Georgetown, DE readers may have come across a worrisome prospect being suggested by some prominent real estate pundits: the likelihood that the steady rise in residential real estate values will trigger the emergence of a “renter nation.” That could develop if more and more people, priced out of the market, are unable to escape the financial downside of a lifetime of renting rather than owning.  

But wait!

Despite steady residential price rises, another group of experts is not so sure about the inevitability of that “renter nation” future. A handful of recently published estimates evidence a countertrend: the emergence of millions of renters now suddenly able to afford starter homes!

This is a consequence of the COVID-19 pandemic: one affecting large swaths of the American labor market. According to the U.S. Bureau of Labor Statistics, one recent estimate shows that “31% of workers who were employed in early March had switched to working at home by the first week of April.” The majority of jobs still require significant onsite presence, yet “…37% can be performed entirely at home.” This teleworking phenomenon means that millions of workers are now newly freed from the need to live within daily commuting distance of their workplaces. It follows that rural and exurban communities, where lower population densities allow starter homes to carry lower price tags, may emerge as practical alternatives for newly empowered home workers. So a “renter nation” America becomes less likely.

But wait!

Last week, the Wall Street Journal confirmed a “new reality” for at least some of the newly homebound workers: pay cuts. Citing the lower cost of living homeworkers encounter in their new exurban and rural communities, some Silicon Valley high tech firms are deciding to lower salaries “related to housing costs and other factors.” It’s an adjustment that would result in less of an exodus from higher-priced areas, bringing back the possibility of the future “renter nation.” TBD.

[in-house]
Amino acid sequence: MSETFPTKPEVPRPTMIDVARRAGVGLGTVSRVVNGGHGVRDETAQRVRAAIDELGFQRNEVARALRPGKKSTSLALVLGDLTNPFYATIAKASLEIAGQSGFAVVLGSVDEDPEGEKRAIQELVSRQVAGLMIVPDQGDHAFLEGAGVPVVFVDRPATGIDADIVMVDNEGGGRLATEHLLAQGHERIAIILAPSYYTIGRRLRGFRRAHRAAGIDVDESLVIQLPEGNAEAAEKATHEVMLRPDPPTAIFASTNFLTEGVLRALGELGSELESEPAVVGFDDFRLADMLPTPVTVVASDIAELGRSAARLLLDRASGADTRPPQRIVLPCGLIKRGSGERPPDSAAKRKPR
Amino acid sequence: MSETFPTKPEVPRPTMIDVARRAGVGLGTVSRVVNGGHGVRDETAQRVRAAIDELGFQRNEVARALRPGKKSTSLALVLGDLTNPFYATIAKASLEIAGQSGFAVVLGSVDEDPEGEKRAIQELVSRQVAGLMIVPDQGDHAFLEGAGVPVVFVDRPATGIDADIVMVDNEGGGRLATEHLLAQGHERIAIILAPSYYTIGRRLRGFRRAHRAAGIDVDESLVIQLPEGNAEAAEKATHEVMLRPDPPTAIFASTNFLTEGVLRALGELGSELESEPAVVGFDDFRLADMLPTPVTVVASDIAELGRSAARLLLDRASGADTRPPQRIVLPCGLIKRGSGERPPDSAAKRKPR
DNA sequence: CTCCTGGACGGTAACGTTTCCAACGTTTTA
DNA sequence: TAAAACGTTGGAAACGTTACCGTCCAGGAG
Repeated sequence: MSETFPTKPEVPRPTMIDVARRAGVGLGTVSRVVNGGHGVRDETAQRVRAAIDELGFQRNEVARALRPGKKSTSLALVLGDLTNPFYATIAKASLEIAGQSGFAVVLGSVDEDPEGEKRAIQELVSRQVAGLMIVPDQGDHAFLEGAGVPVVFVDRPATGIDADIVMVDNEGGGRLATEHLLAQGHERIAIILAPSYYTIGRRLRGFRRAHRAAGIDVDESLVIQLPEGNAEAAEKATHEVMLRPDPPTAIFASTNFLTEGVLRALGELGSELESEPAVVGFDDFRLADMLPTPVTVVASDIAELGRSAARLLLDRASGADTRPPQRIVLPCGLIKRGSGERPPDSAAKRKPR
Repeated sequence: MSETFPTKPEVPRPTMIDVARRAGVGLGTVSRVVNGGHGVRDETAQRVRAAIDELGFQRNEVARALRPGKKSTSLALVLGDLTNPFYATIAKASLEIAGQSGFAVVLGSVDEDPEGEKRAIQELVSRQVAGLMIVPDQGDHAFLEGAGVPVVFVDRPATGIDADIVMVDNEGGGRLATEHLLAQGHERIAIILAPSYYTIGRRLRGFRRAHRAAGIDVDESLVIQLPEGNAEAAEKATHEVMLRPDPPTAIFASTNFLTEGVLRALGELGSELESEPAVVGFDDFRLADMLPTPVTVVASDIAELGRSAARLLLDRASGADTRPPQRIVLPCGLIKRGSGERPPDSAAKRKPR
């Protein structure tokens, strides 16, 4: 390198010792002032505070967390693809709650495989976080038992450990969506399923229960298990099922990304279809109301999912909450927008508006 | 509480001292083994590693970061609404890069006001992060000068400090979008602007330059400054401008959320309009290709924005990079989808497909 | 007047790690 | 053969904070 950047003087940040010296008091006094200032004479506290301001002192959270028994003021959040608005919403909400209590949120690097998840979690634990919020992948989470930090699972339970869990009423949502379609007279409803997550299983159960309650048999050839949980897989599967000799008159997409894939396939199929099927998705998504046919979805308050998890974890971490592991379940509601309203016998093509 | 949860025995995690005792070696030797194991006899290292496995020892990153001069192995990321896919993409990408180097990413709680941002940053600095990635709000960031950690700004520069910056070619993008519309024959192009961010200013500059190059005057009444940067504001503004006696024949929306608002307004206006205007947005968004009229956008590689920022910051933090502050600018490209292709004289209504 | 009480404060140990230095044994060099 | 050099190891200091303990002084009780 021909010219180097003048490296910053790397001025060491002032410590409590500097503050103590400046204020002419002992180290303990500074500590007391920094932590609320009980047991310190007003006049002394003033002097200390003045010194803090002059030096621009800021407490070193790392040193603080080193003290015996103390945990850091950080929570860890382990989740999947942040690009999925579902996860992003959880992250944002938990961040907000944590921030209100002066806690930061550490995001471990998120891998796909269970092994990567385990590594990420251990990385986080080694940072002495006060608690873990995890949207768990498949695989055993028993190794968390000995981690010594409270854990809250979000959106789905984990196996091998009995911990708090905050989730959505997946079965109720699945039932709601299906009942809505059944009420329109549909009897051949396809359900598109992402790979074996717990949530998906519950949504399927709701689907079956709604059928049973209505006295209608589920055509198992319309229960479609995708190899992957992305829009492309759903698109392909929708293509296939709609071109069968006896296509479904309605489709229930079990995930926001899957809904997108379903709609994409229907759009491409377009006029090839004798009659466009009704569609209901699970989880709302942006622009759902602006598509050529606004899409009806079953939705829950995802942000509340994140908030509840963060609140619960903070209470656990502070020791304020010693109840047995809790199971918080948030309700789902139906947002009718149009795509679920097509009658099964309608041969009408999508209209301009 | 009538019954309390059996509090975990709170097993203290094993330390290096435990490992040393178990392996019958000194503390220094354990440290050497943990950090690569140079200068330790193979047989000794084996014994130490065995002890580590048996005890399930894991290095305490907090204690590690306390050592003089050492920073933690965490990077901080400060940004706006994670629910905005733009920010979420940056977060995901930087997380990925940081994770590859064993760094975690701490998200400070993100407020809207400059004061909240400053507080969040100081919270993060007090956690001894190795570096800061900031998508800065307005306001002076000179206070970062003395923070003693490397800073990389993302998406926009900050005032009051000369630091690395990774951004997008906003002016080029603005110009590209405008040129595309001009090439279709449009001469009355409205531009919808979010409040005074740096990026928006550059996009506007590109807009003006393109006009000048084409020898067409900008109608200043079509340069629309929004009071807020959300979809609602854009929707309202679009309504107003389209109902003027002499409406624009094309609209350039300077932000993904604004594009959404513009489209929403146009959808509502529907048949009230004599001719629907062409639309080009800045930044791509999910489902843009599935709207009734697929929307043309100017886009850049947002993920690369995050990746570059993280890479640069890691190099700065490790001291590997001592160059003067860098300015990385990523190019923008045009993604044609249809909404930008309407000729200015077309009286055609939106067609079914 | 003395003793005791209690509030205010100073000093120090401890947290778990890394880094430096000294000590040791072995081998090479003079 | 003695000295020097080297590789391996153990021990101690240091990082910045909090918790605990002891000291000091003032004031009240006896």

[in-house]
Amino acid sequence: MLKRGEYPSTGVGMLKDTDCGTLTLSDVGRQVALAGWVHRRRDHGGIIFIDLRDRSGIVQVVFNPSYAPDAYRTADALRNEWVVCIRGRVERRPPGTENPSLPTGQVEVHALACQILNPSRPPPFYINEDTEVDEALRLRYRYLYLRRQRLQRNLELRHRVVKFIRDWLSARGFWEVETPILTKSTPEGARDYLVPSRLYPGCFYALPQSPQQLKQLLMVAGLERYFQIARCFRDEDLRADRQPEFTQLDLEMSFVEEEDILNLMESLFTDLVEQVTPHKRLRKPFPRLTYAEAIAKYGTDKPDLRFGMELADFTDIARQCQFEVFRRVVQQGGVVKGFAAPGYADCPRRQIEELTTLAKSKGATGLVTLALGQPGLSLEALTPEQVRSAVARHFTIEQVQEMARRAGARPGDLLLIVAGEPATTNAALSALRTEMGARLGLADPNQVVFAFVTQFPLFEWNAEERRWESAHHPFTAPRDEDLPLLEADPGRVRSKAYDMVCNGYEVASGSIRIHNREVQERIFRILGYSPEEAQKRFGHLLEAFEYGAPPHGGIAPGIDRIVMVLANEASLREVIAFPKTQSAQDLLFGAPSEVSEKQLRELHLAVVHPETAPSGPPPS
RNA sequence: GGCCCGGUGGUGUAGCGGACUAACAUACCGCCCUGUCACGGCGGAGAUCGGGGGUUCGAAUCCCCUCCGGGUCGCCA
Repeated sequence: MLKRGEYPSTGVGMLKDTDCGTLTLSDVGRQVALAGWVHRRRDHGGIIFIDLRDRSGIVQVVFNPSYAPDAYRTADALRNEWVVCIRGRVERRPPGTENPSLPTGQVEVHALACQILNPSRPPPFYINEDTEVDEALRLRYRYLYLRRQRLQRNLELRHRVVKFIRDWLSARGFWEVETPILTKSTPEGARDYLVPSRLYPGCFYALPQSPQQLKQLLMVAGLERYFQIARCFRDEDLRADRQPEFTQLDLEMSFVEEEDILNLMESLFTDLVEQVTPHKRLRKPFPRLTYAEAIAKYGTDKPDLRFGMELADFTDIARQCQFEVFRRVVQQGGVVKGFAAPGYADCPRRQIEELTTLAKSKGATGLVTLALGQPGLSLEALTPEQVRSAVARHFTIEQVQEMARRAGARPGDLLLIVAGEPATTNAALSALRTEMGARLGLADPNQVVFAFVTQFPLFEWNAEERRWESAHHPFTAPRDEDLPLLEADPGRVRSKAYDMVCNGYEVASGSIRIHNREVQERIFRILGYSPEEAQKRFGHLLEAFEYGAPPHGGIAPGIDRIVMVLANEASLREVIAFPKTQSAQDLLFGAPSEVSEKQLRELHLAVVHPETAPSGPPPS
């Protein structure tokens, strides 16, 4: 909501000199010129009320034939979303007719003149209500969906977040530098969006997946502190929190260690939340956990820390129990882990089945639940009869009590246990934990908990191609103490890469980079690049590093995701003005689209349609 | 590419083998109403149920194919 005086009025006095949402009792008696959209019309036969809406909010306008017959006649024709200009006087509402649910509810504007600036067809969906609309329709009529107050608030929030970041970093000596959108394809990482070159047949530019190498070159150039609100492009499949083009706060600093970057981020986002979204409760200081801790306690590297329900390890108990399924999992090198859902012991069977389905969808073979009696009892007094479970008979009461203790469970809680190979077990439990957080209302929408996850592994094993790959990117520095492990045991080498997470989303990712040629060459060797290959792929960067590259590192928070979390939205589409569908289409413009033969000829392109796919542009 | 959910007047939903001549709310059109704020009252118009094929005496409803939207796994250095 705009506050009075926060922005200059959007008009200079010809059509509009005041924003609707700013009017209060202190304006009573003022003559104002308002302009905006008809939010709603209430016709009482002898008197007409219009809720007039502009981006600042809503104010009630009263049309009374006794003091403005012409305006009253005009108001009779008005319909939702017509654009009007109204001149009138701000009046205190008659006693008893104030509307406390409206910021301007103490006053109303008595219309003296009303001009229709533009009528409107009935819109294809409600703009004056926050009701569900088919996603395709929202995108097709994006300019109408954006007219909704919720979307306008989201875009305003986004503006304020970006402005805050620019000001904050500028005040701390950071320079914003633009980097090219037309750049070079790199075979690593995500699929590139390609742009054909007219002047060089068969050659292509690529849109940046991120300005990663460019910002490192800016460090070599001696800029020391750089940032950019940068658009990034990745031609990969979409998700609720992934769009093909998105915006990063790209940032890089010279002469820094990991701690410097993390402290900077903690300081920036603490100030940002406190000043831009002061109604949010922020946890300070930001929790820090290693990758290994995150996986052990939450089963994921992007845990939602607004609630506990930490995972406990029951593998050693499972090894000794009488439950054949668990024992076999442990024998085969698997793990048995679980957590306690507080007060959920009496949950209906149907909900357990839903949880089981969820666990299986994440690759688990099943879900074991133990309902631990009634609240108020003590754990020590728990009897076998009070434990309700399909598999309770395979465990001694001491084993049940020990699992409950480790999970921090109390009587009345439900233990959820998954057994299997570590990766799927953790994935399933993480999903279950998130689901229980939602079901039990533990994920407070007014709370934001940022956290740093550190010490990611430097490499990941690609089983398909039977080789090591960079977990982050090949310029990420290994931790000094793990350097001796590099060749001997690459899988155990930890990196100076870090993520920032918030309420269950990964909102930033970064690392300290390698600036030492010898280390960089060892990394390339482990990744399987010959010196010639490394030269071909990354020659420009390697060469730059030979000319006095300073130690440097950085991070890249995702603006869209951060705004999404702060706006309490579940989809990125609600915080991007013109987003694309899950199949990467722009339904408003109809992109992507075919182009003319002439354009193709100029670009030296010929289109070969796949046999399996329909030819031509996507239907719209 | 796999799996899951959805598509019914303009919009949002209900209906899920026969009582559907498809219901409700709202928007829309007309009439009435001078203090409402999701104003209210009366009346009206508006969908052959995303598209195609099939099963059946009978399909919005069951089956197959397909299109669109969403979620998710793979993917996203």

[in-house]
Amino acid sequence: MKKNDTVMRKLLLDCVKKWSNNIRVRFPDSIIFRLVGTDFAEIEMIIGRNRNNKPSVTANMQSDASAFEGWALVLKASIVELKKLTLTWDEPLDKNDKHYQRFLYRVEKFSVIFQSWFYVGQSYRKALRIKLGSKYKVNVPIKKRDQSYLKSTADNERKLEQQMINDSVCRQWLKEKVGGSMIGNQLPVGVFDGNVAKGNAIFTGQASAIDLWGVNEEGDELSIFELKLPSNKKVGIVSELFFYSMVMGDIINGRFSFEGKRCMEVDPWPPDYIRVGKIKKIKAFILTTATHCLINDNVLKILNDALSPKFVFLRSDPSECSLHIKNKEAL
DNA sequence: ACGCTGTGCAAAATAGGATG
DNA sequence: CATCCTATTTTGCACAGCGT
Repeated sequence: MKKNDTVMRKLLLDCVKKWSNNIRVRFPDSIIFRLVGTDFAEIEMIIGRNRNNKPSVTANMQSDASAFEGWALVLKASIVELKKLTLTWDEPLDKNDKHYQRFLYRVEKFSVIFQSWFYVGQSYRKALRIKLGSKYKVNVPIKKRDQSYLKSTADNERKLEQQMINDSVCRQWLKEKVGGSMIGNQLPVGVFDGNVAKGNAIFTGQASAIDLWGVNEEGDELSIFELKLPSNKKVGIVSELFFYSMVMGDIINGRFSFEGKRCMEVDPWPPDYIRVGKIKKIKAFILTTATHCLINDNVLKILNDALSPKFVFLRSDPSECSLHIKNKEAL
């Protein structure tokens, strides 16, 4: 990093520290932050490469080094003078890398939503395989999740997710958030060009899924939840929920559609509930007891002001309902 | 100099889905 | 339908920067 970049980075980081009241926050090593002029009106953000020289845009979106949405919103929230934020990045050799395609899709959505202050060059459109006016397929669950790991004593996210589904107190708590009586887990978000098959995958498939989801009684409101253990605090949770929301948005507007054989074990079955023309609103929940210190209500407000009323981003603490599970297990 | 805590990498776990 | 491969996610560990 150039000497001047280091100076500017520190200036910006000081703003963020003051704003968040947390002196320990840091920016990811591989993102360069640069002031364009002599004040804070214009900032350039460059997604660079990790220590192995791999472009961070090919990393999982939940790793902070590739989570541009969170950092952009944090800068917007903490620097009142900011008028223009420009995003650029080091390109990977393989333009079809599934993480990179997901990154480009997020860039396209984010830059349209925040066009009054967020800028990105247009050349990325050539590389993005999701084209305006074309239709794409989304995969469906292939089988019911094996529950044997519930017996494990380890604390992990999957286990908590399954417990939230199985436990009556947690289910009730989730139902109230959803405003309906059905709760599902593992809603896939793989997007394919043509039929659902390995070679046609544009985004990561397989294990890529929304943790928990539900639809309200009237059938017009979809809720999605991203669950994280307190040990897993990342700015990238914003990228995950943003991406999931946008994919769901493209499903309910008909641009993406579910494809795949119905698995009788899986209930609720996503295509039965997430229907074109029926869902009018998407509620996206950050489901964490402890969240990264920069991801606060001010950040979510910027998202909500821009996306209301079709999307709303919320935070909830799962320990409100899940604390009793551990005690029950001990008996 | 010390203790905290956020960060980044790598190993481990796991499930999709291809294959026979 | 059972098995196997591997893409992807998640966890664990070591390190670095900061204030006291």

Lately, keeping track of the waves of projected trends is even more dizzying than ever. What remains is the long-term benefit that those who succeed in buying Georgetown, DE homes can reasonably expect. Call me to explore the latest Georgetown, DE offerings! Call/Text me Russell Stucki at (302) 228-7871, email me at This email address is being protected from spambots. You need JavaScript enabled to view it., visit more listings at

Once you have decided to sell your Georgetown, DE house, unless it’s already in top-notch shape, you face some meaningful decisions about things that might need to be refreshed, upgraded, or replaced altogether. Some major items are hard to ignore: a roof that’s barely weatherproof, or over-the-hill front door hardware, for instance. But other facets can be a coin-toss: will they be worth the expense? 

One area where updating is most likely to pay off is in the kitchen. Kitchens are tied with living rooms as the places where Americans spend the most time (28% put each in first place, according to a recent survey). Even so, the kitchen leads as the room most respondents say is “most valued.” That fits with practical home-selling experience—everyone who shows homes to prospective buyers knows that kitchens often draw the most attention. It’s also the spot where visitors tend to stop to chat.

That’s good to know when you’re setting out to sell your own house; it may tip the scales when you are budgeting where your time and dollars should be directed. Fortunately, there are budget-wise ways to turn an elderly kitchen into more of a young‘un:

·         Appliances. When perfectly operational appliances look like they’re over the hill, one approach is to re-face them (especially with stainless steel surfaces that can’t be revived). When that’s not possible, an integrated overlay can sometimes work— but if all else fails, the cost of replacing an old range or dishwasher may be worth the freight.

·         Cabinets. Putting a fresh face on ancient cabinetry can sometimes be achieved by re-staining or repainting. Decorators know, too, that simply replacing cabinetry hardware with up-to-date designs (brushed nickel and stainless are popular) can work wonders.

·         Sink. Especially today, with more and more buyers favoring the larger single bowl designs, a dated kitchen prep area can be inexpensively rejuvenated by switching out older, unsightly versions and adding spiffy new hardware.